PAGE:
We are creatures of habit. When shopping for groceries, do you buy the same items every week? When driving to work, do you ever take a different route?
The way you spend money is also a habit. It’s a good bet that your monthly expense for restaurants is fairly stable. The same is likely true for everything from insurance to clothes.
Habits are helpful. They free us from having to think and focus on common activities. Remember the first time you drove a car? Nothing was habitual. You paid close attention to every detail from adjusting the mirrors to accelerating smoothly. Changing lanes was an exhilarating maneuver. Now, while being safe at the wheel, we listen to music or grab a quick bite. Using the cell phone while driving – well, let’s not even go there.
Sometimes habits replace careful thinking, leaving us stuck with detrimental behaviors like smoking, taking work home and chronically watching TV. Add excessive spending to the list. Although not commonly thought of as “dangerous,” spending habits can damage financial health.
Using credit cards is deceptive, denying us the actual experiencing of parting with our money. Although convenient, credit cards make it easy to violate a fundamental reality of money management: income must exceed outgo. What a concept!
When telling the unabashed truth, are your spending habits appropriate? Habits take root and are tenacious. Even when habits are harmful, changing them is challenging. Here’s a four-step process to change any habit, including how you spend money.
Too often, people only examine their financial behaviors during times of individual or social economic distress. But to confidently plan for your financial future, productive money management must be a constant, everyday pursuit.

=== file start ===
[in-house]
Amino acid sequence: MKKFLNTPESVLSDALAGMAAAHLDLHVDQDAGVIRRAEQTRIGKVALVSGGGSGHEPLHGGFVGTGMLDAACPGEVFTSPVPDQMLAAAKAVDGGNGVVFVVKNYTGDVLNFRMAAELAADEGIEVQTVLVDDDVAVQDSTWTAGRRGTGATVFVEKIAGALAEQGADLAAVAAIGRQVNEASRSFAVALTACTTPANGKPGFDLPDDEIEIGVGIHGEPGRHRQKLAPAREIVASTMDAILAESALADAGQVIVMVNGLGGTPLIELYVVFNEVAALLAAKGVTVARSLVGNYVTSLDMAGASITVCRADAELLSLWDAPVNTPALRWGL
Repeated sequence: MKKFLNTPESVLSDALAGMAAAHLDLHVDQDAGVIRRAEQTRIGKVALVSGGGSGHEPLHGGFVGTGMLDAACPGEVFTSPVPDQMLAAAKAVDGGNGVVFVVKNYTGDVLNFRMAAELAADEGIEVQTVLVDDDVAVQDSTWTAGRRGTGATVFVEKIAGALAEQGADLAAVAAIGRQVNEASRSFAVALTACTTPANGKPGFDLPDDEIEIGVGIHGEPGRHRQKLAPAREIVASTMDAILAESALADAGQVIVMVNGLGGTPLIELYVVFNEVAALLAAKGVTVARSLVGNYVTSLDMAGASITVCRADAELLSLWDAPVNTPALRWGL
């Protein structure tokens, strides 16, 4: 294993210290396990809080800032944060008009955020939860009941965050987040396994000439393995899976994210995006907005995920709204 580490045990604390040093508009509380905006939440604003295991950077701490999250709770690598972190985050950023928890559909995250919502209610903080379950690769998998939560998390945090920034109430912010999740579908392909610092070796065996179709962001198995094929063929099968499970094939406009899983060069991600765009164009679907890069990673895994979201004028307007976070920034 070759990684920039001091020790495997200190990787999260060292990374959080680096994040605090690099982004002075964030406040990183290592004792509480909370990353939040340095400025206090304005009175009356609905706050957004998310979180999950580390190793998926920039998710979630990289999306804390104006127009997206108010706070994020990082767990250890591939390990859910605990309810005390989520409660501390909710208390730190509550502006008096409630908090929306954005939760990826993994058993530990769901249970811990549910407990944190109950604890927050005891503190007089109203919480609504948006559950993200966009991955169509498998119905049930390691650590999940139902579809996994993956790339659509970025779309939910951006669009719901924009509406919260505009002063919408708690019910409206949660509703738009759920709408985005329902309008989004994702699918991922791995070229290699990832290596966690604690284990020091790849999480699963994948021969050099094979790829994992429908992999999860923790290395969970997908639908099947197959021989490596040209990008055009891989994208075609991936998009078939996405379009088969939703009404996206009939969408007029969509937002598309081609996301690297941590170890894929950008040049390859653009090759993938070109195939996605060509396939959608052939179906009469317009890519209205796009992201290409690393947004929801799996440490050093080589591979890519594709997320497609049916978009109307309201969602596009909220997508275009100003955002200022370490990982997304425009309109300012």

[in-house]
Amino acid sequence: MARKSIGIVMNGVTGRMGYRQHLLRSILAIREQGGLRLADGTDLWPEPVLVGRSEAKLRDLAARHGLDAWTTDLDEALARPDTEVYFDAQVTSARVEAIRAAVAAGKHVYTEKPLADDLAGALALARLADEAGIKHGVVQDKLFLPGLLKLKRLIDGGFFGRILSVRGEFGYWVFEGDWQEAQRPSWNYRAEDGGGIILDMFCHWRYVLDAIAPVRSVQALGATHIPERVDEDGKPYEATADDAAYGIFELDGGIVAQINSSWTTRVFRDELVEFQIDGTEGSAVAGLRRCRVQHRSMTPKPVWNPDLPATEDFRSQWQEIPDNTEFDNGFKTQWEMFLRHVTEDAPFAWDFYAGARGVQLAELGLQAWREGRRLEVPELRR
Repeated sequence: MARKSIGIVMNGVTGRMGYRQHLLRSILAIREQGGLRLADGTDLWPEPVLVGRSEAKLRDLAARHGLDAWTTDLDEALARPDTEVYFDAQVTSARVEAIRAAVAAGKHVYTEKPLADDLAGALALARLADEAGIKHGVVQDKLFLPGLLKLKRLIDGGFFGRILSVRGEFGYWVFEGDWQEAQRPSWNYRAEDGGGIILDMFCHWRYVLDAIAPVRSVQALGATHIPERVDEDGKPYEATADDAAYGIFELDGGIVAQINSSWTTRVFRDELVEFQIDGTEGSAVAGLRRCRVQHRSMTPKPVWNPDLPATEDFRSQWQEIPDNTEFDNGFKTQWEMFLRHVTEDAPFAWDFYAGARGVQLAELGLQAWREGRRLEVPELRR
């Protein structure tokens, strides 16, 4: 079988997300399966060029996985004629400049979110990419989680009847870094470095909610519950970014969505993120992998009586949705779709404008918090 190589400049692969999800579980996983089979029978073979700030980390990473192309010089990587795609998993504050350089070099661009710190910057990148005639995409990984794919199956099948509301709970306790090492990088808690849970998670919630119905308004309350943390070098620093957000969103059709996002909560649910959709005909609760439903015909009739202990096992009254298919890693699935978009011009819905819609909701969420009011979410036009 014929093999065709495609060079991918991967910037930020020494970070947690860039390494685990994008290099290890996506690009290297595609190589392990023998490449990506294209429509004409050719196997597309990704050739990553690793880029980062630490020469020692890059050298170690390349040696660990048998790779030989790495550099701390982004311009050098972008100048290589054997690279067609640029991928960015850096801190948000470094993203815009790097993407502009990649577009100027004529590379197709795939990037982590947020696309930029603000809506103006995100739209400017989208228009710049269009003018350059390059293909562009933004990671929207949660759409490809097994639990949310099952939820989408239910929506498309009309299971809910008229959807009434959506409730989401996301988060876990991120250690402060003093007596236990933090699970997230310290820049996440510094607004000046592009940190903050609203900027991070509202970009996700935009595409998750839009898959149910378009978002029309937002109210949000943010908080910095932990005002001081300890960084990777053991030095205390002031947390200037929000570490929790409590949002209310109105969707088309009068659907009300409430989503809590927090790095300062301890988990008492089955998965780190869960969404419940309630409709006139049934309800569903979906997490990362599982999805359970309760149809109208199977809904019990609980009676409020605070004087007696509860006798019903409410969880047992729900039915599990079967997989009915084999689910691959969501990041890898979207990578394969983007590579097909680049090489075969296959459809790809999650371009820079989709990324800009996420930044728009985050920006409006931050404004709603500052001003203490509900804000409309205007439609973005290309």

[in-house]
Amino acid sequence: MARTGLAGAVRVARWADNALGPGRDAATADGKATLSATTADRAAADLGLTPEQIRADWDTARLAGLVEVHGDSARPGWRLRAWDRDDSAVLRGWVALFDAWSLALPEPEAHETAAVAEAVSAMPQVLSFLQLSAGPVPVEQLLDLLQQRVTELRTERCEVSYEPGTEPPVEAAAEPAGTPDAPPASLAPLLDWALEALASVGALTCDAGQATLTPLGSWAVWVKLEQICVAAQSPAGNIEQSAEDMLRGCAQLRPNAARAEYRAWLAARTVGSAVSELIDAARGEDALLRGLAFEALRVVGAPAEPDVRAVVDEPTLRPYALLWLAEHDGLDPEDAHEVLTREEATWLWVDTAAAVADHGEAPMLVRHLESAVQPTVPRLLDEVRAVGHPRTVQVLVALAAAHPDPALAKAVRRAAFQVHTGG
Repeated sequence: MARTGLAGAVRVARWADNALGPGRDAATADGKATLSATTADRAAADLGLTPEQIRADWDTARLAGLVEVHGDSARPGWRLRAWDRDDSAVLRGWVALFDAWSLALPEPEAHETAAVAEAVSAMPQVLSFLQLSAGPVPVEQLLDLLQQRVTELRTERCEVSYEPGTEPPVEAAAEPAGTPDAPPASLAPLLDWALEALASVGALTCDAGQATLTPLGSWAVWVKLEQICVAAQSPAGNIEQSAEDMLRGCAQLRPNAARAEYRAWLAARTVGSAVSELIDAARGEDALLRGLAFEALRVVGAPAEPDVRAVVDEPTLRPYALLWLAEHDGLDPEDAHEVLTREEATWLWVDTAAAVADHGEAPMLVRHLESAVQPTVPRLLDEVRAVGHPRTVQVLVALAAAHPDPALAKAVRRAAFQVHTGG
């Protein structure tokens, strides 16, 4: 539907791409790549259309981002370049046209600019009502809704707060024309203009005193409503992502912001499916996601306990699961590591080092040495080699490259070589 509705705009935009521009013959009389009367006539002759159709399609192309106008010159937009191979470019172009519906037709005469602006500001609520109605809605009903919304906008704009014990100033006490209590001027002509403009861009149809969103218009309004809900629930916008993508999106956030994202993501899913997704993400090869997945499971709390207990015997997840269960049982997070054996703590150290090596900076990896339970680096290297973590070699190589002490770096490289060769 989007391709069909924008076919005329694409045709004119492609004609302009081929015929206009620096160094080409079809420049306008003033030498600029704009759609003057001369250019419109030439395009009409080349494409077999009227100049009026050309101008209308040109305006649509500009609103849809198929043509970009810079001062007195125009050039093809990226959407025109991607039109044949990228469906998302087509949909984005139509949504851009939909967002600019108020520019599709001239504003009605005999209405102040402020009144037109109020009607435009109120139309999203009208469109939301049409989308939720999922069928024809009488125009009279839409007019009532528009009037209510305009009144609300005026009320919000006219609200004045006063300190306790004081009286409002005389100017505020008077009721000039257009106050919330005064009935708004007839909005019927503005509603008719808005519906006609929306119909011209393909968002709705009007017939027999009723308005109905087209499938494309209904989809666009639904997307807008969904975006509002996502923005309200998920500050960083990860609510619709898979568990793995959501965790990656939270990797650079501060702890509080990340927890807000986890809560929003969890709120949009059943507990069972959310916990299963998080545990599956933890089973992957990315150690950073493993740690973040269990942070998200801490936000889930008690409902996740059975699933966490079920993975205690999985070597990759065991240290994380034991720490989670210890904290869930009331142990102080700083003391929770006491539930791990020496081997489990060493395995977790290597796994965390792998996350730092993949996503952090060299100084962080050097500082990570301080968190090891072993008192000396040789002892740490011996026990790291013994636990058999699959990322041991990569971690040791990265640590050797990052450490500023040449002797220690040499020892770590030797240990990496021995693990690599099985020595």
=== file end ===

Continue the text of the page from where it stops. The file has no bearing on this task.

Pursuing financial freedom is possible by scrutinizing how you manage money and adjusting your financial behaviors accordingly. Whether you’re confident of your financial future or currently experiencing hardship, here are seven time-tested principles that will support you throughout your lifelong financial journey and help you achieve your future dreams and goals.
Remember, Money Alone Can’t Make You Happy
Although cliché, identifying your beliefs surrounding money before you pursue it will help you develop productive financial behaviors. If you believe having a lot of money will answer every problem — or guarantee serenity — you’ll experience disappointment no matter how much wealth you gain.
Your Attitudes Will Affect How Much You Can Earn and Save
How you regard money will drive how you manage money. Even though our attitudes about money are established at a young age, it’s never too late to change. Choosing to be financially disciplined will help you see the long-term implication of your choices and help you start your financial future off right.
The Most Important Factor of Financial Success is Behavior, Not Income
An estimated 70 percent of all Americans are living paycheck to paycheck — no matter how much they earn. Many find that even after they attain great-paying jobs, their financially defeating habits keep them in perpetual debt. Changing your money habits will help free you from debt and move you toward financial independence.
Using Credit Cards to Fund Purchases You Can’t Afford Is a Never-Ending Mistake
Credit cards are debt — period. Although building your credit history is important, you don’t need more than one or two to do this. Wants aren’t needs, and it’s vital to recognize the difference before you start making purchases on credit.